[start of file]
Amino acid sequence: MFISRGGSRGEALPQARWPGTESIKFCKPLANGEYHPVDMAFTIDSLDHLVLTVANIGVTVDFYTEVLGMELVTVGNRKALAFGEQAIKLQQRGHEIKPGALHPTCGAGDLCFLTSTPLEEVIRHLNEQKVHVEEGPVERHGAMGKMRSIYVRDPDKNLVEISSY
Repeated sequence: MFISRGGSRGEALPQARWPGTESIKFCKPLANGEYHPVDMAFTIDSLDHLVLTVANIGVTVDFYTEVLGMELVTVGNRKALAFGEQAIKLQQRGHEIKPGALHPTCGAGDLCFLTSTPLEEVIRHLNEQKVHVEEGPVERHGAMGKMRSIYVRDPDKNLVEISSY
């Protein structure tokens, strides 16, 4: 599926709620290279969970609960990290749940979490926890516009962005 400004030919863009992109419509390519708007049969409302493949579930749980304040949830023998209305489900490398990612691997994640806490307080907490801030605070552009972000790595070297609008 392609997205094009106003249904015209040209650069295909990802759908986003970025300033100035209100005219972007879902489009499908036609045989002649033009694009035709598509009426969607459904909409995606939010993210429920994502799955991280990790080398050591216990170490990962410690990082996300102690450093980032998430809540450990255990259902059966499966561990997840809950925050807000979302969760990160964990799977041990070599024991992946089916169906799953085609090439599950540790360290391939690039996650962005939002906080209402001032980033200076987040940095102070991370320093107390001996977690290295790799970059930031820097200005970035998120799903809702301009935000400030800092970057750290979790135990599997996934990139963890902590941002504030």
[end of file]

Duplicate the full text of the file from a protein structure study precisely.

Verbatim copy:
Amino acid sequence: MFISRGGSRGEALPQARWPGTESIKFCKPLANGEYHPVDMAFTIDSLDHLVLTVANIGVTVDFYTEVLGMELVTVGNRKALAFGEQAIKLQQRGHEIKPGALHPTCGAGDLCFLTSTPLEEVIRHLNEQKVHVEEGPVERHGAMGKMRSIYVRDPDKNLVEISSY
Repeated sequence: MFISRGGSRGEALPQARWPGTESIKFCKPLANGEYHPVDMAFTIDSLDHLVLTVANIGVTVDFYTEVLGMELVTVGNRKALAFGEQAIKLQQRGHEIKPGALHPTCGAGDLCFLTSTPLEEVIRHLNEQKVHVEEGPVERHGAMGKMRSIYVRDPDKNLVEISSY
């Protein structure tokens, strides 16, 4: 599926709620290279969970609960990290749940979490926890516009962005 400004030919863009992109419509390519708007049969409302493949579930749980304040949830023998209305489900490398990612691997994640806490307080907490801030605070552009972000790595070297609008 392609997205094009106003249904015209040209650069295909990802759908986003970025300033100035209100005219972007879902489009499908036609045989002649033009694009035709598509009426969607459904909409995606939010993210429920994502799955991280990790080398050591216990170490990962410690990082996300102690450093980032998430809540450990255990259902059966499966561990997840809950925050807000979302969760990160964990799977041990070599024991992946089916169906799953085609090439599950540790360290391939690039996650962005939002906080209402001032980033200076987040940095102070991370320093107390001996977690290295790799970059930031820097200005970035998120799903809702301009935000400030800092970057750290979790135990599997996934990139963890902590941002504030």